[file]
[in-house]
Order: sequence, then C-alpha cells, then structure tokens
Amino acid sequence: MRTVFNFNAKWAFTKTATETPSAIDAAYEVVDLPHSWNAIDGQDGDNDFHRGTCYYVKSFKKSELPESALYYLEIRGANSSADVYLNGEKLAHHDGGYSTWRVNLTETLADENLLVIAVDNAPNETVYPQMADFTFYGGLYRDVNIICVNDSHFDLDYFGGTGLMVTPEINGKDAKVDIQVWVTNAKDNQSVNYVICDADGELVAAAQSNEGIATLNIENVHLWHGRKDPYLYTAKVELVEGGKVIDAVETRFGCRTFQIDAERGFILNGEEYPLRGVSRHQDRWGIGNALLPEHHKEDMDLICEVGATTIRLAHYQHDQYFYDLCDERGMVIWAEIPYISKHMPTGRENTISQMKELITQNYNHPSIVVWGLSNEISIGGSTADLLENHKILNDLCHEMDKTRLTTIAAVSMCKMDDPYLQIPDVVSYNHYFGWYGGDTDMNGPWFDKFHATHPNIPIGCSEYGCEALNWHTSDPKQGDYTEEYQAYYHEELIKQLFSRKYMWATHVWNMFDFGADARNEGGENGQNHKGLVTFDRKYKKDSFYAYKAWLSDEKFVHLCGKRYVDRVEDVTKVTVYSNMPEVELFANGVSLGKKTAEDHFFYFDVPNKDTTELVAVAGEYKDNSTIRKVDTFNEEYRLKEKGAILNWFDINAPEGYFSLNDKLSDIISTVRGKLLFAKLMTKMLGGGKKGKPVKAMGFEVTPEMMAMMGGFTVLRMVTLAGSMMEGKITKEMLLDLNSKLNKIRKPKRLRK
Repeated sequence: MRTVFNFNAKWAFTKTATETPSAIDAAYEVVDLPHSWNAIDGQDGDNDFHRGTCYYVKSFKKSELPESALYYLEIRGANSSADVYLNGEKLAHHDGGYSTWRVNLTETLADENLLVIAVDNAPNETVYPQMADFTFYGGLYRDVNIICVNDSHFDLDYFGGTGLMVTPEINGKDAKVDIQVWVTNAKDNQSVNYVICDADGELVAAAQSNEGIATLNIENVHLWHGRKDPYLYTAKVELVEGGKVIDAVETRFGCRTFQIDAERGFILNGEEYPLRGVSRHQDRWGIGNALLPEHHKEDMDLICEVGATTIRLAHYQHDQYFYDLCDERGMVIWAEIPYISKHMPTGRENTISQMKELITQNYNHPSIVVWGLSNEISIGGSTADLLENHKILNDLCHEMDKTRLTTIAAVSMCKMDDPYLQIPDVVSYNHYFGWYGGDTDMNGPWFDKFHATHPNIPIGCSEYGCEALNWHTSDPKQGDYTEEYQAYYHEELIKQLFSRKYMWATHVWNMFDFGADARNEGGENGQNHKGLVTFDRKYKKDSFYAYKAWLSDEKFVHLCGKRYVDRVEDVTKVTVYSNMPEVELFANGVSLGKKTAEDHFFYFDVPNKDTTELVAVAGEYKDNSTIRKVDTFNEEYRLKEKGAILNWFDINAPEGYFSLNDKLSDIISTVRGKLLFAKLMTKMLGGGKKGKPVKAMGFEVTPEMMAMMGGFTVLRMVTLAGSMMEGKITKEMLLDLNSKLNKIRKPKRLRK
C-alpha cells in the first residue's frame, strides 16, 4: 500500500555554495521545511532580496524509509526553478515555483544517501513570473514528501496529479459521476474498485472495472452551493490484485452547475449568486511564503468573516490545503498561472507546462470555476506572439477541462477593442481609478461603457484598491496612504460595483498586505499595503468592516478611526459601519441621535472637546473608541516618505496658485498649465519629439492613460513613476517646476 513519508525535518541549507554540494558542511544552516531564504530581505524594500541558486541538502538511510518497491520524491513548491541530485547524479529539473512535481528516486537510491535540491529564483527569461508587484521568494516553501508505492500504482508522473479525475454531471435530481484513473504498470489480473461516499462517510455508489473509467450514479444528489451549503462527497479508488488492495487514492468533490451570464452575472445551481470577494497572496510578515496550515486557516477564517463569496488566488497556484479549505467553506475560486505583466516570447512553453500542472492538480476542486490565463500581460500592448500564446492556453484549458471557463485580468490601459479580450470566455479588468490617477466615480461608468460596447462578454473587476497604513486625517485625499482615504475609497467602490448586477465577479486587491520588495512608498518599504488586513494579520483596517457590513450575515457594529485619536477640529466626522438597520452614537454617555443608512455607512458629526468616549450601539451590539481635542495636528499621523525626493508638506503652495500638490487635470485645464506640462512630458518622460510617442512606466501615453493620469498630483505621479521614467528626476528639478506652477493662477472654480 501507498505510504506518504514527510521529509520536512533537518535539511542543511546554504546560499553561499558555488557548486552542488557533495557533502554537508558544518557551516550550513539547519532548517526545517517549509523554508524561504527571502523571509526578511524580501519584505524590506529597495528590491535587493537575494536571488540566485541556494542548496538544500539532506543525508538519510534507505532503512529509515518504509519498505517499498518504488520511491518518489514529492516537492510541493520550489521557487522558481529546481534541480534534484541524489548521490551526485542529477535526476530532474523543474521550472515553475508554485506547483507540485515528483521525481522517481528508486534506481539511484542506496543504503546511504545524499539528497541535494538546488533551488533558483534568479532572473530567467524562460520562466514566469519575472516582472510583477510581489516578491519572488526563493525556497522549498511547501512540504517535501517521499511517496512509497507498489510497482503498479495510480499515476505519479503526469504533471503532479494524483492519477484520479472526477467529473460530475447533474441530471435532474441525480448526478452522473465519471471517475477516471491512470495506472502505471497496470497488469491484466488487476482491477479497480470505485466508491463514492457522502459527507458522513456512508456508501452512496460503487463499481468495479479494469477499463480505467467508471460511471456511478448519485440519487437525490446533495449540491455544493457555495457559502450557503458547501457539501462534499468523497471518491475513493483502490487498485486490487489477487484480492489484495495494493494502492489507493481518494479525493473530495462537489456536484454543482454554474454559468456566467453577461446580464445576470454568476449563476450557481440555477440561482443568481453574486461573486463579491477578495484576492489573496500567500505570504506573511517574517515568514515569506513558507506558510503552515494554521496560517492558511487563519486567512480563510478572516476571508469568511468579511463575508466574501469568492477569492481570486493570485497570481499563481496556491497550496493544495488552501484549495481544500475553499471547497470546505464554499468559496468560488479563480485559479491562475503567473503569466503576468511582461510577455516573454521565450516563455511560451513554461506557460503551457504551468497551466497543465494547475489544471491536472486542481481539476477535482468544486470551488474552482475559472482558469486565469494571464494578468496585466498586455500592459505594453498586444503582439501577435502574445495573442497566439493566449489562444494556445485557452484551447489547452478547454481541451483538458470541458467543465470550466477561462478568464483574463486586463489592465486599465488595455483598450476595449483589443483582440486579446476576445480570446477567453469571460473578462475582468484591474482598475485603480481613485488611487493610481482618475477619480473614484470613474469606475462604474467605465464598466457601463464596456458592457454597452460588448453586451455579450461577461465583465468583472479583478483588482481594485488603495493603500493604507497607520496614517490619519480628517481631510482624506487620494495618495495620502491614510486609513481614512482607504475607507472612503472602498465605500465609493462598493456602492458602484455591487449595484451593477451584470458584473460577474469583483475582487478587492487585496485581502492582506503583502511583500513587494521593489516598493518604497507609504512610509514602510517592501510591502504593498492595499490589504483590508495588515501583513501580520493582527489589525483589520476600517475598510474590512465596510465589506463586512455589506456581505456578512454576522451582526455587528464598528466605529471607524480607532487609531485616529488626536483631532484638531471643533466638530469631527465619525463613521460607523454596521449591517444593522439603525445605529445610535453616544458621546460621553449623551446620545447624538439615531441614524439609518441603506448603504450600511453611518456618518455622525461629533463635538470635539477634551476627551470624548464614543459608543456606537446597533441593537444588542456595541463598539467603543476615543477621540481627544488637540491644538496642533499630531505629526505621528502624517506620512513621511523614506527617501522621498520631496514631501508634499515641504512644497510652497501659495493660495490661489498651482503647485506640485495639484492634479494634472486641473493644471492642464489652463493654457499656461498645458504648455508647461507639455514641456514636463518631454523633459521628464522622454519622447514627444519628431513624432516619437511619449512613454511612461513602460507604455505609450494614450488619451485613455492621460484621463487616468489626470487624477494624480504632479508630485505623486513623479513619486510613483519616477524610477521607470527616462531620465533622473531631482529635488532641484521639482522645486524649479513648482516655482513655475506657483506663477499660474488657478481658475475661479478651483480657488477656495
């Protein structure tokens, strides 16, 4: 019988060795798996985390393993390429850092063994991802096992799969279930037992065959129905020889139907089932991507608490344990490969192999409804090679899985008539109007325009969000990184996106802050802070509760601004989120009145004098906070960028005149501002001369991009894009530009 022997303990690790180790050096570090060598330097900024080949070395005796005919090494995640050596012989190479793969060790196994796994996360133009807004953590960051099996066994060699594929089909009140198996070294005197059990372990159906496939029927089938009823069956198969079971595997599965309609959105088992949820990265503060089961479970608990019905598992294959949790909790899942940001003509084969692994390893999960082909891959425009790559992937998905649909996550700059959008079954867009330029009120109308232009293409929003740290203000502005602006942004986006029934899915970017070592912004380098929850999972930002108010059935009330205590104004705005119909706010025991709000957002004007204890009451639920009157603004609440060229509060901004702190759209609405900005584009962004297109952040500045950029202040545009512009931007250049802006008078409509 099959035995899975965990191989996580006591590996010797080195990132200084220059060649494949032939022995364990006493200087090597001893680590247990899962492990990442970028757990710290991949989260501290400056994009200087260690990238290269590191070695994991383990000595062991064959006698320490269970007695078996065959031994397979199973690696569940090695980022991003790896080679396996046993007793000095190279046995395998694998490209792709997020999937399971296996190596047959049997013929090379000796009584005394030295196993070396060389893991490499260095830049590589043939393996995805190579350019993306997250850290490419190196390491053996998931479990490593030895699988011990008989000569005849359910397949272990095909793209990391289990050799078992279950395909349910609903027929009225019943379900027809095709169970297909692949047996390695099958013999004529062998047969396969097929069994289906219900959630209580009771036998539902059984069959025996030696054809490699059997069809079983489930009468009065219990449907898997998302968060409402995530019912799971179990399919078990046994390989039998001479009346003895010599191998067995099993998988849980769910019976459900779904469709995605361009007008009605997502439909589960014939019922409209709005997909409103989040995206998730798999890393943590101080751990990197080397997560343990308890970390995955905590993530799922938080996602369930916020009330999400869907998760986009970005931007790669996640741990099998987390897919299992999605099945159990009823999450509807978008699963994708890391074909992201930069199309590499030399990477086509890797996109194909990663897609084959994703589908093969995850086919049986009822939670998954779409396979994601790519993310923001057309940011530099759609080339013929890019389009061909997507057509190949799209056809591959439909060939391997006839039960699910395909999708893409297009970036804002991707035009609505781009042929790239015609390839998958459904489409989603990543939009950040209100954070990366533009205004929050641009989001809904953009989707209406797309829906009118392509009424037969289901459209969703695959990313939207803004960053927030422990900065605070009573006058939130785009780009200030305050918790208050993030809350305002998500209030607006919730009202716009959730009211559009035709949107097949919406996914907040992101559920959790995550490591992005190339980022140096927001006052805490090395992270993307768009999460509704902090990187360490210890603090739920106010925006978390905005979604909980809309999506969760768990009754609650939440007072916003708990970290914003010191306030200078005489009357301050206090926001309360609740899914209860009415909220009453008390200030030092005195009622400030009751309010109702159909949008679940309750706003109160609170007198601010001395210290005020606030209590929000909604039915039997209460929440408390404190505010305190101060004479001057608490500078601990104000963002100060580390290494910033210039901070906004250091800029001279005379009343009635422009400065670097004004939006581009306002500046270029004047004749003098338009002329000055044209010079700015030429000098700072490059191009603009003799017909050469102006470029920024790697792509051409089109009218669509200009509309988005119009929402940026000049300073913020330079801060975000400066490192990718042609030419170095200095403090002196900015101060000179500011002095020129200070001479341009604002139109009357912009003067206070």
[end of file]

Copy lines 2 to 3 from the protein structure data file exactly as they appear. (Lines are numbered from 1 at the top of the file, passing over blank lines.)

Order: sequence, then C-alpha cells, then structure tokens
Amino acid sequence: MRTVFNFNAKWAFTKTATETPSAIDAAYEVVDLPHSWNAIDGQDGDNDFHRGTCYYVKSFKKSELPESALYYLEIRGANSSADVYLNGEKLAHHDGGYSTWRVNLTETLADENLLVIAVDNAPNETVYPQMADFTFYGGLYRDVNIICVNDSHFDLDYFGGTGLMVTPEINGKDAKVDIQVWVTNAKDNQSVNYVICDADGELVAAAQSNEGIATLNIENVHLWHGRKDPYLYTAKVELVEGGKVIDAVETRFGCRTFQIDAERGFILNGEEYPLRGVSRHQDRWGIGNALLPEHHKEDMDLICEVGATTIRLAHYQHDQYFYDLCDERGMVIWAEIPYISKHMPTGRENTISQMKELITQNYNHPSIVVWGLSNEISIGGSTADLLENHKILNDLCHEMDKTRLTTIAAVSMCKMDDPYLQIPDVVSYNHYFGWYGGDTDMNGPWFDKFHATHPNIPIGCSEYGCEALNWHTSDPKQGDYTEEYQAYYHEELIKQLFSRKYMWATHVWNMFDFGADARNEGGENGQNHKGLVTFDRKYKKDSFYAYKAWLSDEKFVHLCGKRYVDRVEDVTKVTVYSNMPEVELFANGVSLGKKTAEDHFFYFDVPNKDTTELVAVAGEYKDNSTIRKVDTFNEEYRLKEKGAILNWFDINAPEGYFSLNDKLSDIISTVRGKLLFAKLMTKMLGGGKKGKPVKAMGFEVTPEMMAMMGGFTVLRMVTLAGSMMEGKITKEMLLDLNSKLNKIRKPKRLRK